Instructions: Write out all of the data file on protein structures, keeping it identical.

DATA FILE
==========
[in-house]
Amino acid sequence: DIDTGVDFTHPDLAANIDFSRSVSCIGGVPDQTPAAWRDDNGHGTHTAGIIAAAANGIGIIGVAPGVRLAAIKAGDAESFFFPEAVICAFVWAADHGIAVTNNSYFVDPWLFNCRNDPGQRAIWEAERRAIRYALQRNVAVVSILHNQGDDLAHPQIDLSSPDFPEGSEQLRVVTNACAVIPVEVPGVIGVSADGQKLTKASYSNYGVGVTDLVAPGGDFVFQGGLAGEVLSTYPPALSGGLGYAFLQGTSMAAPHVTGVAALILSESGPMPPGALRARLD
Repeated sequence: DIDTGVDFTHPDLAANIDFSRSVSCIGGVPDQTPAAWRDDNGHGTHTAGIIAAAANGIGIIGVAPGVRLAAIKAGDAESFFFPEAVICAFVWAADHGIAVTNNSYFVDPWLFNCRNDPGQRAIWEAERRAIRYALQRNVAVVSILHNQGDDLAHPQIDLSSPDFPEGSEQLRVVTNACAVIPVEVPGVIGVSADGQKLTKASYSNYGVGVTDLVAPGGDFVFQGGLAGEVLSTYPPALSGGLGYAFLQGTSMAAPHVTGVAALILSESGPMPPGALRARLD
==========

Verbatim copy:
[in-house]
Amino acid sequence: DIDTGVDFTHPDLAANIDFSRSVSCIGGVPDQTPAAWRDDNGHGTHTAGIIAAAANGIGIIGVAPGVRLAAIKAGDAESFFFPEAVICAFVWAADHGIAVTNNSYFVDPWLFNCRNDPGQRAIWEAERRAIRYALQRNVAVVSILHNQGDDLAHPQIDLSSPDFPEGSEQLRVVTNACAVIPVEVPGVIGVSADGQKLTKASYSNYGVGVTDLVAPGGDFVFQGGLAGEVLSTYPPALSGGLGYAFLQGTSMAAPHVTGVAALILSESGPMPPGALRARLD
Repeated sequence: DIDTGVDFTHPDLAANIDFSRSVSCIGGVPDQTPAAWRDDNGHGTHTAGIIAAAANGIGIIGVAPGVRLAAIKAGDAESFFFPEAVICAFVWAADHGIAVTNNSYFVDPWLFNCRNDPGQRAIWEAERRAIRYALQRNVAVVSILHNQGDDLAHPQIDLSSPDFPEGSEQLRVVTNACAVIPVEVPGVIGVSADGQKLTKASYSNYGVGVTDLVAPGGDFVFQGGLAGEVLSTYPPALSGGLGYAFLQGTSMAAPHVTGVAALILSESGPMPPGALRARLD